Yet more redundancies at Macquarie
17 out of 20 academics in the Department of Earth & Environmental Sciences will be made redundant.
34 academics at Macquarie University will be made redundant after a voluntary redundancy program failed to “fully mitigate the financial impact of COVID.”
The prospect of forced job losses was foreshadowed at the end of last year, with a briefing paper calling for $25 million of savings through academic redundancies.
These latest job losses come on top of almost 300 voluntary redundancies accepted in 2020.
More forced redundancies can be expected, with Macquarie Vice Chancellor Bruce Dowton predicting up to 82 academic staff would be cut throughout 2021.
A Macquarie University spokesperson told Honi that “teaching needs have been a key consideration” in targeting areas for redundancies. As a result, departments with declining student numbers have suffered job losses.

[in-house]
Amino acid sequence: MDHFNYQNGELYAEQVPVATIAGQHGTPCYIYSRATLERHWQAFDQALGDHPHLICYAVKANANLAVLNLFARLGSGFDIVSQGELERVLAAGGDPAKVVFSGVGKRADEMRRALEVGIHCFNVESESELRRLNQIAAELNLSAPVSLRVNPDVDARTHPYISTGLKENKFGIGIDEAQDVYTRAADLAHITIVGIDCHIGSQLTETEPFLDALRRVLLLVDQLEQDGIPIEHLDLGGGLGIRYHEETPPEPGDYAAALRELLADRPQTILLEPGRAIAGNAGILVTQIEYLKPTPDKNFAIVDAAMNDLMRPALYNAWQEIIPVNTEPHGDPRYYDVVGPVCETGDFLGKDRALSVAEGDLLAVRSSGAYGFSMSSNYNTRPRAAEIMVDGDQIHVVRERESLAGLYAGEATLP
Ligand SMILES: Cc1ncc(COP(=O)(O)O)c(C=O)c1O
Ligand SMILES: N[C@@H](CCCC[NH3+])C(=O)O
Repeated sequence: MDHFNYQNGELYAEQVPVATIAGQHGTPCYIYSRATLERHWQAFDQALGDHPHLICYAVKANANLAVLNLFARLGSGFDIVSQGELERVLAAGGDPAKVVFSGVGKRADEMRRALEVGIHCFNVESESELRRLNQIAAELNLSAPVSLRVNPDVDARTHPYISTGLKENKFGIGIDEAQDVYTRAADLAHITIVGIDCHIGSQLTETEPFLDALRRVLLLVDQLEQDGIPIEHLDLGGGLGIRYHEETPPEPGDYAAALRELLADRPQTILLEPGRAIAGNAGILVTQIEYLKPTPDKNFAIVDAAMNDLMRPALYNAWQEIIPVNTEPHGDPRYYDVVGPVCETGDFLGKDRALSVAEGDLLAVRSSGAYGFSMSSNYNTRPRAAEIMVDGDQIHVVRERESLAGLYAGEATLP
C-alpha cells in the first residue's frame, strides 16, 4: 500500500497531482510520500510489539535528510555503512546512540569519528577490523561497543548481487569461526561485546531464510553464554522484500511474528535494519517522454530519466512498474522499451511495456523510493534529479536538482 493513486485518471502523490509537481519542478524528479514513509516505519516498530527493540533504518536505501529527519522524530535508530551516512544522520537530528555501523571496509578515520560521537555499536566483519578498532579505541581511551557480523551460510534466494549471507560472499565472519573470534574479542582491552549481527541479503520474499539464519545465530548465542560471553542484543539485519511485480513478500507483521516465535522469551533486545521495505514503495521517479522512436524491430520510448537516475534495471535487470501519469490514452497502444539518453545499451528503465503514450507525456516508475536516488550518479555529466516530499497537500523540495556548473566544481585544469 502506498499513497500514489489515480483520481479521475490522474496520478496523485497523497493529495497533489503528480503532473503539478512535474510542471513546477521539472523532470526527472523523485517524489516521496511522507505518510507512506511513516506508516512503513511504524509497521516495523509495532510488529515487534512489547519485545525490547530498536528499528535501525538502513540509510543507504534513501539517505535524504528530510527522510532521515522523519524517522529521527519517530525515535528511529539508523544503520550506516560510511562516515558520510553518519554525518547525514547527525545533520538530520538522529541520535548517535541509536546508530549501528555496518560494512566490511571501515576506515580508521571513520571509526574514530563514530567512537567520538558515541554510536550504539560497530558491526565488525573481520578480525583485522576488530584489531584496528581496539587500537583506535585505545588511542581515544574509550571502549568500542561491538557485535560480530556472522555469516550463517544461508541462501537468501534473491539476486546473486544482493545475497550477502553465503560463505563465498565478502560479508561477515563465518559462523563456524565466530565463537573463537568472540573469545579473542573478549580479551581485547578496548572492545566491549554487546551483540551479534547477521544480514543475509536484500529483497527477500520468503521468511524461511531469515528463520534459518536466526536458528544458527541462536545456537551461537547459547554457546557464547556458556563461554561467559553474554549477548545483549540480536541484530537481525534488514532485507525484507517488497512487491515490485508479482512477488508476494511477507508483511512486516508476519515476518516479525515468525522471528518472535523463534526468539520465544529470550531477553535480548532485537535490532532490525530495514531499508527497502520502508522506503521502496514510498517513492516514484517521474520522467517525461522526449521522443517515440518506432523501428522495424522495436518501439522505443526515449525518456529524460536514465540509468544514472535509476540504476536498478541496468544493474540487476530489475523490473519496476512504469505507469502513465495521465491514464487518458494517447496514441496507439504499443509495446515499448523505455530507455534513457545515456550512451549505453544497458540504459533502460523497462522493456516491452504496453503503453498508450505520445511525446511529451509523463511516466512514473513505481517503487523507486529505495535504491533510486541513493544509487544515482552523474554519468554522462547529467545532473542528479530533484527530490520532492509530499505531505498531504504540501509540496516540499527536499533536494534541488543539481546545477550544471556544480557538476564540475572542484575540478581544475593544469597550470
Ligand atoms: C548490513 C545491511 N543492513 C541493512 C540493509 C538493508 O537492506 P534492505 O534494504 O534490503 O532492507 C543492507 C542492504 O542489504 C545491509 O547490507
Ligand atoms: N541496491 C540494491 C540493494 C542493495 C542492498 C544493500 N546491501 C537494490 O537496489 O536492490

The Department of Earth & Environmental Sciences was hit particularly hard by the latest round of redundancies, with academic staff reduced from 20 to 3. Some academics will continue to work on fixed term research projects. The department will cease to exist and will be amalgamated with the Departments of Biological and Molecular Sciences to form a new school.
These drastic academic reductions come despite the department “performing well in research” according to the spokesperson. The Macquarie Earth Sciences Department has been described as “world class,” with academics in the field fearing that significant lab equipment not found elsewhere in Australia will be lost alongside the department.
In recent years, Macquaire, ANU, UNSW, USYD and Melbourne University have all cut earth sciences capabilities to differing levels. Academics fear a “wholesale loss of [earth sciences] capabilities in Australia,” something which is at odds with the federal government’s insistence that universities focus more on STEM subjects.
Earth sciences are particularly important in assisting in action against climate change, tracking environmental changes, addressing food, water and energy security, and forecasting increasingly frequent natural disasters.